ELECTRICITY DISTRIBUTION IN THE PRIVATE SECTOR: Prospects and Pitfalls

By Nawab, Syed Hassan | Economic Review, May 2000 | Go to article overview

ELECTRICITY DISTRIBUTION IN THE PRIVATE SECTOR: Prospects and Pitfalls


Nawab, Syed Hassan, Economic Review


The primary objective of privatizing any utility service is to improve its efficiency, so as to result in reliable service to its consumers at affordable prices. The privatization of electric distribution is also being considered with the same expectation.

Privatization of electricity distribution has been under discussion for almost a decade. M/s. Price Waterhouse conducted a study on the privatization of the Karachi Electric Supply Corporation (KESO) in 1991, in which they recommended to privatize the (KESC) as a single unit comprising generation, transmission and distribution functions. The Strategic Plan for the Privatization of WAPDA prepared by M/s. International Resources Group of the USA in 1992, recommended to privatize the distribution area boards of WAPDA by first converting them into corporate entities, and then off-loading them to strategic investors through the sale of their assets and liabilities. The process was to be completed by 1996. In 1995, the GOP appointed M/s. International Financial Corporation (IFC) as the financial advisor for the privatization of the Faisalabad Area Electricity Board, with a mandate to complete the transaction in two years. Subsequently various financial advisors have been appointed for the privatization of KESC. So far not a single transaction has been completed.

While there is complete consensus on the need for privatization, the procedure of privatization has remained subject to debate. Privatization of electricity distribution is absolutely essential to curtail the high distribution losses and pilferages that have plagued this vital industry. There are however significant issues that need to be addressed, before embarking on the process of privatization. This paper attempts at outlining some of those issues, for the purpose of enabling a debate aimed at arriving at workable solutions.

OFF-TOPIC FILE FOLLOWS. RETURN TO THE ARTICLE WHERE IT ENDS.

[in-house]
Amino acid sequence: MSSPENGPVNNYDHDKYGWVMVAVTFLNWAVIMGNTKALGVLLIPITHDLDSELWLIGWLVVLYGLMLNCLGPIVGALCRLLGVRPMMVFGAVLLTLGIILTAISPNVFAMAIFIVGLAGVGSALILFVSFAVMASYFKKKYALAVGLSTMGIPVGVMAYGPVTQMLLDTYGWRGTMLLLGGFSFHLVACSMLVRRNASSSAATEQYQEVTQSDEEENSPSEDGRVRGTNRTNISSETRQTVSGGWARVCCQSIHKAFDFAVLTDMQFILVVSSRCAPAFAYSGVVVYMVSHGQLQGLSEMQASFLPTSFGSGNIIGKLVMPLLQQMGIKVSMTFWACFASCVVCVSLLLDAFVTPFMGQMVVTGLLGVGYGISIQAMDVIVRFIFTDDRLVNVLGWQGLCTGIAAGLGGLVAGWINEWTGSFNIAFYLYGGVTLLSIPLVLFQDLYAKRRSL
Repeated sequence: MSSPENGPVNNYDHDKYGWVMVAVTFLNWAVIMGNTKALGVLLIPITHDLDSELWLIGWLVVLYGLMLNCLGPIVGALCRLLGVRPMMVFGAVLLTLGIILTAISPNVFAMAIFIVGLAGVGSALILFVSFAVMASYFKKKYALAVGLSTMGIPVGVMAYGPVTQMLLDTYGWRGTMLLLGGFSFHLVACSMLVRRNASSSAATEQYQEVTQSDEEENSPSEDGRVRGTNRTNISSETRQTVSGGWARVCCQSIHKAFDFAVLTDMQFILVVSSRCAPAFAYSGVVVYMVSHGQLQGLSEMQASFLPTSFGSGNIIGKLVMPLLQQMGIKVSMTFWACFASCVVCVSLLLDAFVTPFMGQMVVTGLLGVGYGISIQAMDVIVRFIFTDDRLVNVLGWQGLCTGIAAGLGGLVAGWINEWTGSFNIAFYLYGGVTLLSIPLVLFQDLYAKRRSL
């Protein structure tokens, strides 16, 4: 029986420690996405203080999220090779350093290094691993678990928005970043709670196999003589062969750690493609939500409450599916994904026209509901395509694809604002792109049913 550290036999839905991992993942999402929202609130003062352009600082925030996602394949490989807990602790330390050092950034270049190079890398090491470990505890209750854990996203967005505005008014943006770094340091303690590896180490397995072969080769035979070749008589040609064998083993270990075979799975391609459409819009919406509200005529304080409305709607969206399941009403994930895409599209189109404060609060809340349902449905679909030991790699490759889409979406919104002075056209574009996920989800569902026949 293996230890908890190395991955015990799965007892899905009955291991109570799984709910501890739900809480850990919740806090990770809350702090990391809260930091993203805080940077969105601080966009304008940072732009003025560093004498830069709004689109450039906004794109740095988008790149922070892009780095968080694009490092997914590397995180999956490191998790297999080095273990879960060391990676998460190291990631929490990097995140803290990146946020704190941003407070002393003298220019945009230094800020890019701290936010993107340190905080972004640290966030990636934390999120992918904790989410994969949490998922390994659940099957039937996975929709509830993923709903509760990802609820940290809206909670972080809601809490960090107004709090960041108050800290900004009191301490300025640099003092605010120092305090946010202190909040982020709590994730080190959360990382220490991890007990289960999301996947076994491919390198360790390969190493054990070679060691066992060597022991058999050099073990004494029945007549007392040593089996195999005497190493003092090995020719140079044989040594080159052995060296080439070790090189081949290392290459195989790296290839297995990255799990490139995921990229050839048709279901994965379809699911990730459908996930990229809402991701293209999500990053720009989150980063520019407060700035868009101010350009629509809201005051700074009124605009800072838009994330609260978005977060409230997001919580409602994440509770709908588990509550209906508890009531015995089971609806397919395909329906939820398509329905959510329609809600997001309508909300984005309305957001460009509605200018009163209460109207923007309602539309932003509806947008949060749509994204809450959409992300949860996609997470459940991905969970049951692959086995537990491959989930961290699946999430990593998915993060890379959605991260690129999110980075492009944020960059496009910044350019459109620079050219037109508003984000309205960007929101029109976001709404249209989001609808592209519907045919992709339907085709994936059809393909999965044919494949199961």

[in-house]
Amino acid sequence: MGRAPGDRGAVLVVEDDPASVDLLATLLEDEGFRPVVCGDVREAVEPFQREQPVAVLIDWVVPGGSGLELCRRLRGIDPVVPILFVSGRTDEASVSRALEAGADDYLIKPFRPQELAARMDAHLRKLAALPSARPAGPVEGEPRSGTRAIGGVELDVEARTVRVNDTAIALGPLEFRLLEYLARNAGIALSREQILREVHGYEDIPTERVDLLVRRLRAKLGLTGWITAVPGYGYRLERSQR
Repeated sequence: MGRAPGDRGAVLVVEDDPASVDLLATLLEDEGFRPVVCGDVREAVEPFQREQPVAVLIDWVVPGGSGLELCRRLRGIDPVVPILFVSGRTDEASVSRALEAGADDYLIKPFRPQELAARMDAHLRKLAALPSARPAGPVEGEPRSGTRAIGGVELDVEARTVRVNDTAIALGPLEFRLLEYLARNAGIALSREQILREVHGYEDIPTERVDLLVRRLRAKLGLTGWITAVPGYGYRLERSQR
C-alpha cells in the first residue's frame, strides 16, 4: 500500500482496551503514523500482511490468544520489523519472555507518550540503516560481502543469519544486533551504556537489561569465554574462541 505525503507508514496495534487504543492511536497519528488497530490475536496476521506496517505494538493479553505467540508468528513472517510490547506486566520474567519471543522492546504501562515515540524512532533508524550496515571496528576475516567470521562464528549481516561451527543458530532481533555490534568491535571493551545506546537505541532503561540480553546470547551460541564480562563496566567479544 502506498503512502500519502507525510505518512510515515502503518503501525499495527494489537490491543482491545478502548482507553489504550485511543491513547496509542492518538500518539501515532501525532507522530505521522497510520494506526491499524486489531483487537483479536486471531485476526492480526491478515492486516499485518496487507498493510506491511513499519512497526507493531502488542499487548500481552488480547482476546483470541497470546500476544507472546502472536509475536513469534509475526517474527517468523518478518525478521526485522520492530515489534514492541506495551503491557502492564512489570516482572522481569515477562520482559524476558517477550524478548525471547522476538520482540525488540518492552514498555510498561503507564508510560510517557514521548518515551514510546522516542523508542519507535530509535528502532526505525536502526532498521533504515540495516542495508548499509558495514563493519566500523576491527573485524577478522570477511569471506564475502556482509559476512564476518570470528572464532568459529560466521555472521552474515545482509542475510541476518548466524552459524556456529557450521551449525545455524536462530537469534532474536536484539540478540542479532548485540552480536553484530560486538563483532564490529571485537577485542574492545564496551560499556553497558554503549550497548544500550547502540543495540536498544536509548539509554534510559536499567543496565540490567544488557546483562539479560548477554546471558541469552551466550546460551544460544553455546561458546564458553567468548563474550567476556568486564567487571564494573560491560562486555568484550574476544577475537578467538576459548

The first issue is the accurate assessment of assets and liabilities of any distribution system. This is necessary to enable the potential private investor to formulate a bid offer. The investor will be able to make an offer by first developing a financial model capable of reasonably forecasting the revenues and profitability of the privatized entity over the period of the distribution license.

The existing distribution assets have been financed largely through various power sector development loans borrowed by the Government of Pakistan from the multilateral development institutions over a period of time. On the books of account, their written down value might be rather low, but in terms of replacement value, they are quite significant. The question is, should these assets be sold on the basis of their book value or replacement value.

Obviously, the book value would be much below their actual value. It would therefore be an unfair transaction to privatize these valuable assets at below their market value. Estimating a reasonably accurate replacement value is in itself quite a difficult and time-consuming exercise. Once a fair value has been assigned to those assets, the liabilities can be accordingly worked out on the basis of their ownership structure. These assets are largely held by the GOP or by public sector financial and investment houses.

The owners of distribution assets enjoy a monopoly over the consumers in their respective distribution areas. The consumers have only one power line connecting their premises with the distribution system. If that connection or system fails, they are left to face a black out, or rely on self-generation during the outage period. Both options are undesirable. Since the responsibility of providing essential utilities to all citizens ultimately falls on the state, these distribution systems must be viewed as strategic assets, rather than purely commercial assets. Their security and maintenance is also ultimately the responsibility of the state.

Since these assets are located far and wide in every street and mohalla, they are at a high risk of arson and damage, both intentionally and unintentionally. …

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